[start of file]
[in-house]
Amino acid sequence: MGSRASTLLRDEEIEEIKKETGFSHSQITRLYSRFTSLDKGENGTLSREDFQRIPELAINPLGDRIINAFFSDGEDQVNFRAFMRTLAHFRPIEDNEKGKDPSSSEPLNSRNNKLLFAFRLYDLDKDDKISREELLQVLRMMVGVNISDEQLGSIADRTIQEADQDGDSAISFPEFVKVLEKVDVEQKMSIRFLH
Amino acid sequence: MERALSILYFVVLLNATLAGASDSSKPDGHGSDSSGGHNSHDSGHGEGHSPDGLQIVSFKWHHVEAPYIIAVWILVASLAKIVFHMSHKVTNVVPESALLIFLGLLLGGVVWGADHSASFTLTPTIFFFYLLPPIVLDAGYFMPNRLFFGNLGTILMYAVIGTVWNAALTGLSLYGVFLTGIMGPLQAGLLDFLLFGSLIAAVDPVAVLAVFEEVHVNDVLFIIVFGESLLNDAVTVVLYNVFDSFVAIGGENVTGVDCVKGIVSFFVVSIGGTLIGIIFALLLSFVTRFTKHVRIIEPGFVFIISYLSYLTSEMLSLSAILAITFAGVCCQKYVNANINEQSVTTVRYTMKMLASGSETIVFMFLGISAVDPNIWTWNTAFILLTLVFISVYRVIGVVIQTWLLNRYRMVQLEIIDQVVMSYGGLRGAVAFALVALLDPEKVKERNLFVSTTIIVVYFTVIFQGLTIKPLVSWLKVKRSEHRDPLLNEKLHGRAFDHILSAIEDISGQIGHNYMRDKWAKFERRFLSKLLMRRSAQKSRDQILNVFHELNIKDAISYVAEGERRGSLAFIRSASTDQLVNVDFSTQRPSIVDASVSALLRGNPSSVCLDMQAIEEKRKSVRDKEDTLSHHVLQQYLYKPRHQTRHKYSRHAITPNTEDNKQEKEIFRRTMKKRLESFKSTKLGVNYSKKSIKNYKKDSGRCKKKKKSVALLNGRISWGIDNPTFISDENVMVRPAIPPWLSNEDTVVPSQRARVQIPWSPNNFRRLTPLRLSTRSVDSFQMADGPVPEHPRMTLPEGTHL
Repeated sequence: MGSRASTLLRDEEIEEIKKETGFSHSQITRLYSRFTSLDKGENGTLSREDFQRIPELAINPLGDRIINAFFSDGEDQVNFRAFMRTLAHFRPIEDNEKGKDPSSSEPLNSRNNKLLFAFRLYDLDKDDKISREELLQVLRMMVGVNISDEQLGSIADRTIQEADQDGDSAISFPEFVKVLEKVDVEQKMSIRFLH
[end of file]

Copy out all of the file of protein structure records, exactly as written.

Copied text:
[in-house]
Amino acid sequence: MGSRASTLLRDEEIEEIKKETGFSHSQITRLYSRFTSLDKGENGTLSREDFQRIPELAINPLGDRIINAFFSDGEDQVNFRAFMRTLAHFRPIEDNEKGKDPSSSEPLNSRNNKLLFAFRLYDLDKDDKISREELLQVLRMMVGVNISDEQLGSIADRTIQEADQDGDSAISFPEFVKVLEKVDVEQKMSIRFLH
Amino acid sequence: MERALSILYFVVLLNATLAGASDSSKPDGHGSDSSGGHNSHDSGHGEGHSPDGLQIVSFKWHHVEAPYIIAVWILVASLAKIVFHMSHKVTNVVPESALLIFLGLLLGGVVWGADHSASFTLTPTIFFFYLLPPIVLDAGYFMPNRLFFGNLGTILMYAVIGTVWNAALTGLSLYGVFLTGIMGPLQAGLLDFLLFGSLIAAVDPVAVLAVFEEVHVNDVLFIIVFGESLLNDAVTVVLYNVFDSFVAIGGENVTGVDCVKGIVSFFVVSIGGTLIGIIFALLLSFVTRFTKHVRIIEPGFVFIISYLSYLTSEMLSLSAILAITFAGVCCQKYVNANINEQSVTTVRYTMKMLASGSETIVFMFLGISAVDPNIWTWNTAFILLTLVFISVYRVIGVVIQTWLLNRYRMVQLEIIDQVVMSYGGLRGAVAFALVALLDPEKVKERNLFVSTTIIVVYFTVIFQGLTIKPLVSWLKVKRSEHRDPLLNEKLHGRAFDHILSAIEDISGQIGHNYMRDKWAKFERRFLSKLLMRRSAQKSRDQILNVFHELNIKDAISYVAEGERRGSLAFIRSASTDQLVNVDFSTQRPSIVDASVSALLRGNPSSVCLDMQAIEEKRKSVRDKEDTLSHHVLQQYLYKPRHQTRHKYSRHAITPNTEDNKQEKEIFRRTMKKRLESFKSTKLGVNYSKKSIKNYKKDSGRCKKKKKSVALLNGRISWGIDNPTFISDENVMVRPAIPPWLSNEDTVVPSQRARVQIPWSPNNFRRLTPLRLSTRSVDSFQMADGPVPEHPRMTLPEGTHL
Repeated sequence: MGSRASTLLRDEEIEEIKKETGFSHSQITRLYSRFTSLDKGENGTLSREDFQRIPELAINPLGDRIINAFFSDGEDQVNFRAFMRTLAHFRPIEDNEKGKDPSSSEPLNSRNNKLLFAFRLYDLDKDDKISREELLQVLRMMVGVNISDEQLGSIADRTIQEADQDGDSAISFPEFVKVLEKVDVEQKMSIRFLH